And I did. Ball out of control that is. And, on the plus side, having savings made that possible without sinking me back into debt. I still had savings leftover, as well as money for the rest of my fixed expenses for the month. However…I realised on further introspection that I’d just put myself in a really tight financial position. Where before I could ride out an administrative error leading to one missed paycheck, now I was back to the place where there was no room for such mistakes. Where before I was well on my way to reaching my goal for my tax free savings account before the end of the tax year, now it would be a tight choice between that and keeping Emergency Fund money available (both for me and for potential family emergencies…yes, keep judging me, I know I’m a sucker.) Let’s not even mention the fact that my medical savings are currently abysmal–which is really quite stupid for someone with a hospital plan (who will therefore need to pay out of pocket for out-of-hospital expenses) and who is also a doctor and knows how expensive this healthcare stuff can be!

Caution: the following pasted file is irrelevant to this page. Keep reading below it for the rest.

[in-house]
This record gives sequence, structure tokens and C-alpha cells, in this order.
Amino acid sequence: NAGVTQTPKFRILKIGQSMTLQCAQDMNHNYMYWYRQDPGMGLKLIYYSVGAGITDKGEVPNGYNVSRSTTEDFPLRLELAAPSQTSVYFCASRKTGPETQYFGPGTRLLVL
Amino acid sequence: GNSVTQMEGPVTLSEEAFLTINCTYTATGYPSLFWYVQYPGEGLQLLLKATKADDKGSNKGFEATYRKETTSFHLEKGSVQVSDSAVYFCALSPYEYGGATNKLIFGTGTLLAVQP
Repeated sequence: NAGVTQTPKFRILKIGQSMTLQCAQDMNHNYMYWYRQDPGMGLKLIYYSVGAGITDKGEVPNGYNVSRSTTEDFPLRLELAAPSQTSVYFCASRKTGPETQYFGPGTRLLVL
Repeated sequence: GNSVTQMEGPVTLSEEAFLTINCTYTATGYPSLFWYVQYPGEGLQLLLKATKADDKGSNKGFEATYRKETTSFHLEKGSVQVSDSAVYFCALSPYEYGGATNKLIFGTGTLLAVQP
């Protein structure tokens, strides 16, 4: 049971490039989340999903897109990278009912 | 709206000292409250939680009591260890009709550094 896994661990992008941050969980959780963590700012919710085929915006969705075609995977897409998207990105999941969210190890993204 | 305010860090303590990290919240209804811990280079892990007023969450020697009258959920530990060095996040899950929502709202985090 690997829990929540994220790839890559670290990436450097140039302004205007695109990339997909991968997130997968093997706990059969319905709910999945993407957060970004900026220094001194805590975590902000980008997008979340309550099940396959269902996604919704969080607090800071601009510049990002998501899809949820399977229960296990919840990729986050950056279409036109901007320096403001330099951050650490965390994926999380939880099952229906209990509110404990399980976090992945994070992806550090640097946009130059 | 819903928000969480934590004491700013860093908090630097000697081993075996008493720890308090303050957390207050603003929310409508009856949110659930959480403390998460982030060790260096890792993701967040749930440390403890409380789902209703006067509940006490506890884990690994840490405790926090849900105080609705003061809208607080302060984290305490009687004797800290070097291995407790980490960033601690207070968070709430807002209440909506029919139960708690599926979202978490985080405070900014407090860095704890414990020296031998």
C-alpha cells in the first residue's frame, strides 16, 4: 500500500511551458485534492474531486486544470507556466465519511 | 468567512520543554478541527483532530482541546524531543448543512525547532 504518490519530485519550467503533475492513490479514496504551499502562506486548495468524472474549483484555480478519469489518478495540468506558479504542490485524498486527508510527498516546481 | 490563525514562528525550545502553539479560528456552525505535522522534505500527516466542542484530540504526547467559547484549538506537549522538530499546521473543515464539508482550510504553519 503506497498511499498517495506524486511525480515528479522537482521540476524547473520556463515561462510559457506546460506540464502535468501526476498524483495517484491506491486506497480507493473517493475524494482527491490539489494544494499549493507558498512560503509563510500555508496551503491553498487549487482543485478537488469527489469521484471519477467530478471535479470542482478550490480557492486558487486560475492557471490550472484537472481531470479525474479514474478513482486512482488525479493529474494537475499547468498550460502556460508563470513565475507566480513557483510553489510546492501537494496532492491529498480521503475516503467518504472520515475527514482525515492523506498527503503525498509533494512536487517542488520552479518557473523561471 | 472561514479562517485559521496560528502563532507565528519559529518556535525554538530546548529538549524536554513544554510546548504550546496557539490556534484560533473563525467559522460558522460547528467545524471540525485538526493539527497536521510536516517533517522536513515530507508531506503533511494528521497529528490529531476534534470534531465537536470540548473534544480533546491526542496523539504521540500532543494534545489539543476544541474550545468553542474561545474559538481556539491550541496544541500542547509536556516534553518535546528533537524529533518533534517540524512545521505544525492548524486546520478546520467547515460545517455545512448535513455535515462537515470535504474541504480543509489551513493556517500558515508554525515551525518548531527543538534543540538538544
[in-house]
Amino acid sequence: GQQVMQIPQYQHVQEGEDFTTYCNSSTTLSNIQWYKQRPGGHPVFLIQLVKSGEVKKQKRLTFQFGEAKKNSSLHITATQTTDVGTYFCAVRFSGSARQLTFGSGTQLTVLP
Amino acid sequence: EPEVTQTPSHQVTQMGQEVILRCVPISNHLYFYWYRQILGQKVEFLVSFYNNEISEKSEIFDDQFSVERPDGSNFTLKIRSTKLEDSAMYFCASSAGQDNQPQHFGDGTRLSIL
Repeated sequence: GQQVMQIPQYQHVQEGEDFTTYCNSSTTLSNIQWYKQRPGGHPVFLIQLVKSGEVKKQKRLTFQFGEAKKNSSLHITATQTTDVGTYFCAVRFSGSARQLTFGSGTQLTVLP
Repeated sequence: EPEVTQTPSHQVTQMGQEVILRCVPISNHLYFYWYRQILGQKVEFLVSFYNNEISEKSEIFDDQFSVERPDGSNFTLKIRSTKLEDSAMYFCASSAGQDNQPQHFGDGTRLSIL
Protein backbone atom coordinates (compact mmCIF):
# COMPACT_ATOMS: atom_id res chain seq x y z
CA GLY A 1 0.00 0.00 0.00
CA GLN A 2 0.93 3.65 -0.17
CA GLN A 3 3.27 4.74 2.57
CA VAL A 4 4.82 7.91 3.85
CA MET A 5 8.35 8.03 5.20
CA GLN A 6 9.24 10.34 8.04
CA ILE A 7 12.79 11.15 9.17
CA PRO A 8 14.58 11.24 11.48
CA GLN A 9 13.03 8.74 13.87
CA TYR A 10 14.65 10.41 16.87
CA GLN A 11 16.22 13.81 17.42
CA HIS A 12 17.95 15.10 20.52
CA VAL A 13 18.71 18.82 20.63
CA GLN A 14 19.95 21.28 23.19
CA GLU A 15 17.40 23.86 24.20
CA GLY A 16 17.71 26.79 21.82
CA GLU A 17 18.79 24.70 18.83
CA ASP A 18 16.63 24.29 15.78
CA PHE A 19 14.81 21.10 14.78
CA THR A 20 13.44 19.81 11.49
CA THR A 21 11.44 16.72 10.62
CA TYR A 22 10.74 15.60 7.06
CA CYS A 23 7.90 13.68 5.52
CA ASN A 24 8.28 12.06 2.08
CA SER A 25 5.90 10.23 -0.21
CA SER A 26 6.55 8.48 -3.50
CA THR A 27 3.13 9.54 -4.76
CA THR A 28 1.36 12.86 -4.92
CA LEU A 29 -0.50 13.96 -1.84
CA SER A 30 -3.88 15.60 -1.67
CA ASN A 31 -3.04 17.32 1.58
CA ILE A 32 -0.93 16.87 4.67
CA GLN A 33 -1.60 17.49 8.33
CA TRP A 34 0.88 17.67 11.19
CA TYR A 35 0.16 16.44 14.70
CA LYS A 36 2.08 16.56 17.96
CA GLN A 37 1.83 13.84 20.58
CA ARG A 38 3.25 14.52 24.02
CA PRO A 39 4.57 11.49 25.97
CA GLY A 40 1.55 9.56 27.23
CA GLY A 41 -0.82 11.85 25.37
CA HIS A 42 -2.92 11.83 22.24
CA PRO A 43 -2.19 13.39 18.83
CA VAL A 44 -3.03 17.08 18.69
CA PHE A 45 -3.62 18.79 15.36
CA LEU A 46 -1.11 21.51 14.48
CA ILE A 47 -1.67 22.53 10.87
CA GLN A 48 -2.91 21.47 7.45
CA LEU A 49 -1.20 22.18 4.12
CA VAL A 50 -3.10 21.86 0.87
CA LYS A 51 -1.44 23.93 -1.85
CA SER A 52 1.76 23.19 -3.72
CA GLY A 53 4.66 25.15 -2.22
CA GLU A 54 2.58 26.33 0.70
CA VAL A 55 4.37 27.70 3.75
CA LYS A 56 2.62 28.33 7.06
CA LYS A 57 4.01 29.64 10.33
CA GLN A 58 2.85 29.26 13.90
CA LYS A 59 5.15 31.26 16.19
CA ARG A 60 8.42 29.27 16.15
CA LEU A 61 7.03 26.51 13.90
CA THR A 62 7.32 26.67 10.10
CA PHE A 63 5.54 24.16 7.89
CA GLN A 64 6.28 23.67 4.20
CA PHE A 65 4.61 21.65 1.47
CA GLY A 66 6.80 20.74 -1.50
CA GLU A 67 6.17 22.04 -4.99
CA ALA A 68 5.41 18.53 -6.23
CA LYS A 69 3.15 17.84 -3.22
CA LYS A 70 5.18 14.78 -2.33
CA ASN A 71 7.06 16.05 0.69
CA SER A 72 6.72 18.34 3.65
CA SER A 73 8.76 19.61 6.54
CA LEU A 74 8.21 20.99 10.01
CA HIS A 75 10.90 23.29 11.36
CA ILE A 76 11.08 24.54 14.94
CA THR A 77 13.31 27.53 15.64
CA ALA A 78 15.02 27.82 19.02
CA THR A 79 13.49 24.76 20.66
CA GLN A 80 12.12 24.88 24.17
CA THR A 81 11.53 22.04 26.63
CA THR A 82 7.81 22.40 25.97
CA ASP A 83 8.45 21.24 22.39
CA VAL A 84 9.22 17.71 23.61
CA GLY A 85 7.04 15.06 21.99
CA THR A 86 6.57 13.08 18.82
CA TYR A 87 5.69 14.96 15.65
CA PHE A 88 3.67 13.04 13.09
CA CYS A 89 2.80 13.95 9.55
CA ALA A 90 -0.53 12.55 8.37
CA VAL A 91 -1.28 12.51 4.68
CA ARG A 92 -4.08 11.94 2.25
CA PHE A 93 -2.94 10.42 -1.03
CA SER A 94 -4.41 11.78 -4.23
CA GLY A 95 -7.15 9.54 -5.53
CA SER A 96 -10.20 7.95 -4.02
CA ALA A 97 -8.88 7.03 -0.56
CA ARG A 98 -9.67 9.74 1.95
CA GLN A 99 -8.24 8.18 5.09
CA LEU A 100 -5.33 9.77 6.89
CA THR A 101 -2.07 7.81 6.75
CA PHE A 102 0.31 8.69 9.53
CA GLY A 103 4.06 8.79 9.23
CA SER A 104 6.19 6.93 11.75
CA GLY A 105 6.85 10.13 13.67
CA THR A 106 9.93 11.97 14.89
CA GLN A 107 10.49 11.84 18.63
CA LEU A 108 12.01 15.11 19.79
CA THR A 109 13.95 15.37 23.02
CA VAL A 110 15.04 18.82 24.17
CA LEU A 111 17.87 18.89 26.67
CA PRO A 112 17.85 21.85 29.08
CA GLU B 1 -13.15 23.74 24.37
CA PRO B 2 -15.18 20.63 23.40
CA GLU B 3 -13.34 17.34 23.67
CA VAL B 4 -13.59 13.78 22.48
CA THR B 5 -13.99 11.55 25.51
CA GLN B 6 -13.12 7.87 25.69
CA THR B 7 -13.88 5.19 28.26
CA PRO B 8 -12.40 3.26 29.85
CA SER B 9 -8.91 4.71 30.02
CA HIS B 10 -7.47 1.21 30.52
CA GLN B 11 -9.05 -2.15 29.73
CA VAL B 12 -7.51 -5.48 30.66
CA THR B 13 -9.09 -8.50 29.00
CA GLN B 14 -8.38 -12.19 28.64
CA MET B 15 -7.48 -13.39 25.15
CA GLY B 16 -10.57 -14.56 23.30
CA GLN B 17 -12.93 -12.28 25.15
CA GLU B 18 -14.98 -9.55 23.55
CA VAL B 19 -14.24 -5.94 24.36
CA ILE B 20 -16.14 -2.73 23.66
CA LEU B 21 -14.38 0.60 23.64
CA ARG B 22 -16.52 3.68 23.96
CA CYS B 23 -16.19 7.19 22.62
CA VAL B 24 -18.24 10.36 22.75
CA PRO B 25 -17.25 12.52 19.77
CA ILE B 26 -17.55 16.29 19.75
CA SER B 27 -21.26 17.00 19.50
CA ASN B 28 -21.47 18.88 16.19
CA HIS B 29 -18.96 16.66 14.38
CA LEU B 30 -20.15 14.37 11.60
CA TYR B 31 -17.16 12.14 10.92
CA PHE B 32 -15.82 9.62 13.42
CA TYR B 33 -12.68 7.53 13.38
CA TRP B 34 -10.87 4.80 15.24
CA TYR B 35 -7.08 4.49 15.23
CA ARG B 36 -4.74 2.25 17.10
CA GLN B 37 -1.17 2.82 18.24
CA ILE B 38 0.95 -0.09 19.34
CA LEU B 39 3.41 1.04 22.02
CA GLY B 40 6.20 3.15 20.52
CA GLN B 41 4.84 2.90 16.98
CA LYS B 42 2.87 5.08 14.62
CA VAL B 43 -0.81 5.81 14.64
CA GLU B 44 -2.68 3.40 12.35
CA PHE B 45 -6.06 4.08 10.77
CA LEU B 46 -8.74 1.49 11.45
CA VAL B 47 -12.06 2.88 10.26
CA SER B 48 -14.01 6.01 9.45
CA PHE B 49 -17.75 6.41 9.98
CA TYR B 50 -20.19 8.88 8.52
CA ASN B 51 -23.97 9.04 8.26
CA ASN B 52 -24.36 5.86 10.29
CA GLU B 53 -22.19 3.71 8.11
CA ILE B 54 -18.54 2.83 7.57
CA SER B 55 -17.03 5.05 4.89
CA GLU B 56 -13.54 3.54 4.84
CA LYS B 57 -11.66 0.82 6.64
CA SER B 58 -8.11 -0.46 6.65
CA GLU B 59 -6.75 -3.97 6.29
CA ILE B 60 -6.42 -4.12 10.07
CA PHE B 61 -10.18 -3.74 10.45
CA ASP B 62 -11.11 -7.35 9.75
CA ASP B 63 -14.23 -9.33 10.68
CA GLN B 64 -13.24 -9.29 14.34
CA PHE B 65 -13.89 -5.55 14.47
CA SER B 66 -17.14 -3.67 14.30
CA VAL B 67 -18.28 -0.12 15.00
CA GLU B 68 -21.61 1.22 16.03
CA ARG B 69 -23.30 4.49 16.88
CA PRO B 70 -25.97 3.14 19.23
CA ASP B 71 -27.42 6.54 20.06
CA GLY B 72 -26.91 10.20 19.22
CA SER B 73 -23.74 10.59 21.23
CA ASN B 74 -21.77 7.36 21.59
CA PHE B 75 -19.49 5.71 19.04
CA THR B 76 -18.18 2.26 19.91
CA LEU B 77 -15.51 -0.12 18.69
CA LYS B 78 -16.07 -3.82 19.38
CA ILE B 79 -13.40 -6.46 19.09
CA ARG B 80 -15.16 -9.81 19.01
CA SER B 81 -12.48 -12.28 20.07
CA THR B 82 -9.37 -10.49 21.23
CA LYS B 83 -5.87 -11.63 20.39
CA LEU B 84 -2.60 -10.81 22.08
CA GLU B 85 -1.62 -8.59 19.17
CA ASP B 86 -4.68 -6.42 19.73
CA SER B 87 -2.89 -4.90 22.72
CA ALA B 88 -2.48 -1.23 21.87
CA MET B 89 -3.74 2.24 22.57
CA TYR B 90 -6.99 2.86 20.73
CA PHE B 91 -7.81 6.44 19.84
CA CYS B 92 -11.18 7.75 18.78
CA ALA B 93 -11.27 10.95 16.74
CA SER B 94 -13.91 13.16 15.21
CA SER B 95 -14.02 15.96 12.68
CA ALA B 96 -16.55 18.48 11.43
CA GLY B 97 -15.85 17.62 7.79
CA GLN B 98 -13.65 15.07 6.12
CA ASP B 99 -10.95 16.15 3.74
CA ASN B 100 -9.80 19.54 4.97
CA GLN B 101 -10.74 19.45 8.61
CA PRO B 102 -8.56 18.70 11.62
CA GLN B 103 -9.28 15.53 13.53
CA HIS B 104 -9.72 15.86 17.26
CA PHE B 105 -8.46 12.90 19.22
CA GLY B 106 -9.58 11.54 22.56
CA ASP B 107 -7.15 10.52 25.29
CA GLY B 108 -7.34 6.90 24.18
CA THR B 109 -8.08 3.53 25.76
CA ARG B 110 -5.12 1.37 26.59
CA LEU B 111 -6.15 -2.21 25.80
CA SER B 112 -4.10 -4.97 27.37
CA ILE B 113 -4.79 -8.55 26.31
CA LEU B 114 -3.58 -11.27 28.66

Not all Savings are equal. Saving money needs to be a conscious, goal directed thing so that you know that any one savings priority being realised (like a holiday) won’t derail you from reaching a separate savings goal (like an Emergency Fund target).
I’ve learned not only to plan better, but to keep my savings strictly demarcated. Apart from keeping long term savings in the market, an additional distinction needs to be made with short term savings in a (inflation-matching or beating) saving’s account. You don’t necessarily need multiple savings accounts**, but you do need to keep very clear mental tabs on what money is earmarked for which priorities so that you don’t find yourself double dipping to justify overspending. (Ahem…I mean I do. This is really just a reminder to myself). Even though I didn’t use credit to fund my holiday, I feel like I borrowed from myself by compromising my other spending goals and that is quite an eye-opener for me.
The Reason For The Season